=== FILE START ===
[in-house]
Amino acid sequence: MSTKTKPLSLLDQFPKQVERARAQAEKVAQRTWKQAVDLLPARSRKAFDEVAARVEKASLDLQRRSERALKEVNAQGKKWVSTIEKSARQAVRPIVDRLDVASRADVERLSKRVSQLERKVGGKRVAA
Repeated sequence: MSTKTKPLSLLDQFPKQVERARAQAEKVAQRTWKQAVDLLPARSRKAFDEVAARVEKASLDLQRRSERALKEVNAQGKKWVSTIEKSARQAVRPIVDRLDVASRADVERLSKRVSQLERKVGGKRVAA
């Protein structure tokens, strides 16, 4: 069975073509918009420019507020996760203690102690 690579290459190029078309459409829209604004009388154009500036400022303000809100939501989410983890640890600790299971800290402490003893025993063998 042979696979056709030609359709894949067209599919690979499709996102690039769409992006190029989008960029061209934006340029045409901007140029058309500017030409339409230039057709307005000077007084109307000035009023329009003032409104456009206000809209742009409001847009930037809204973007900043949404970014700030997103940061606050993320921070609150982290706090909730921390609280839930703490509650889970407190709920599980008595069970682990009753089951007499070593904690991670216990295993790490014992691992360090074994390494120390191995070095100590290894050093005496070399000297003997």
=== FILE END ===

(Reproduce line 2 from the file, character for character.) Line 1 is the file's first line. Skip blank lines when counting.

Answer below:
Amino acid sequence: MSTKTKPLSLLDQFPKQVERARAQAEKVAQRTWKQAVDLLPARSRKAFDEVAARVEKASLDLQRRSERALKEVNAQGKKWVSTIEKSARQAVRPIVDRLDVASRADVERLSKRVSQLERKVGGKRVAA